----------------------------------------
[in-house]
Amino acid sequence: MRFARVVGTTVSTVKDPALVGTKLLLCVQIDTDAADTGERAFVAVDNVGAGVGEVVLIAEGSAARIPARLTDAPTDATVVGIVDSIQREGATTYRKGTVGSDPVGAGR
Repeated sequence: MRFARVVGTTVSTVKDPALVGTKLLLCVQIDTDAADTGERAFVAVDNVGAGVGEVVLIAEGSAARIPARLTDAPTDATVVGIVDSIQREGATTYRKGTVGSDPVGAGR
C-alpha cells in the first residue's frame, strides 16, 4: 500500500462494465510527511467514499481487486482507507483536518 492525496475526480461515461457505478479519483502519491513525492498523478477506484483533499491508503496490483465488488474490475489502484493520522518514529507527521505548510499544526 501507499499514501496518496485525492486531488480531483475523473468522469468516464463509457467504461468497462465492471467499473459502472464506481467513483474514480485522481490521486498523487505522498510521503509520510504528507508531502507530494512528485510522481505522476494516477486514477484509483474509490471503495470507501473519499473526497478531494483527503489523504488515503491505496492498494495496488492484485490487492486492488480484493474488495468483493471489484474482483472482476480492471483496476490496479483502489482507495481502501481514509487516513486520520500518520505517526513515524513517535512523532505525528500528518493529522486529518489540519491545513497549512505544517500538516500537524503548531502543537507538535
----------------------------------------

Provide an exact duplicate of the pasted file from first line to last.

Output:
[in-house]
Amino acid sequence: MRFARVVGTTVSTVKDPALVGTKLLLCVQIDTDAADTGERAFVAVDNVGAGVGEVVLIAEGSAARIPARLTDAPTDATVVGIVDSIQREGATTYRKGTVGSDPVGAGR
Repeated sequence: MRFARVVGTTVSTVKDPALVGTKLLLCVQIDTDAADTGERAFVAVDNVGAGVGEVVLIAEGSAARIPARLTDAPTDATVVGIVDSIQREGATTYRKGTVGSDPVGAGR
C-alpha cells in the first residue's frame, strides 16, 4: 500500500462494465510527511467514499481487486482507507483536518 492525496475526480461515461457505478479519483502519491513525492498523478477506484483533499491508503496490483465488488474490475489502484493520522518514529507527521505548510499544526 501507499499514501496518496485525492486531488480531483475523473468522469468516464463509457467504461468497462465492471467499473459502472464506481467513483474514480485522481490521486498523487505522498510521503509520510504528507508531502507530494512528485510522481505522476494516477486514477484509483474509490471503495470507501473519499473526497478531494483527503489523504488515503491505496492498494495496488492484485490487492486492488480484493474488495468483493471489484474482483472482476480492471483496476490496479483502489482507495481502501481514509487516513486520520500518520505517526513515524513517535512523532505525528500528518493529522486529518489540519491545513497549512505544517500538516500537524503548531502543537507538535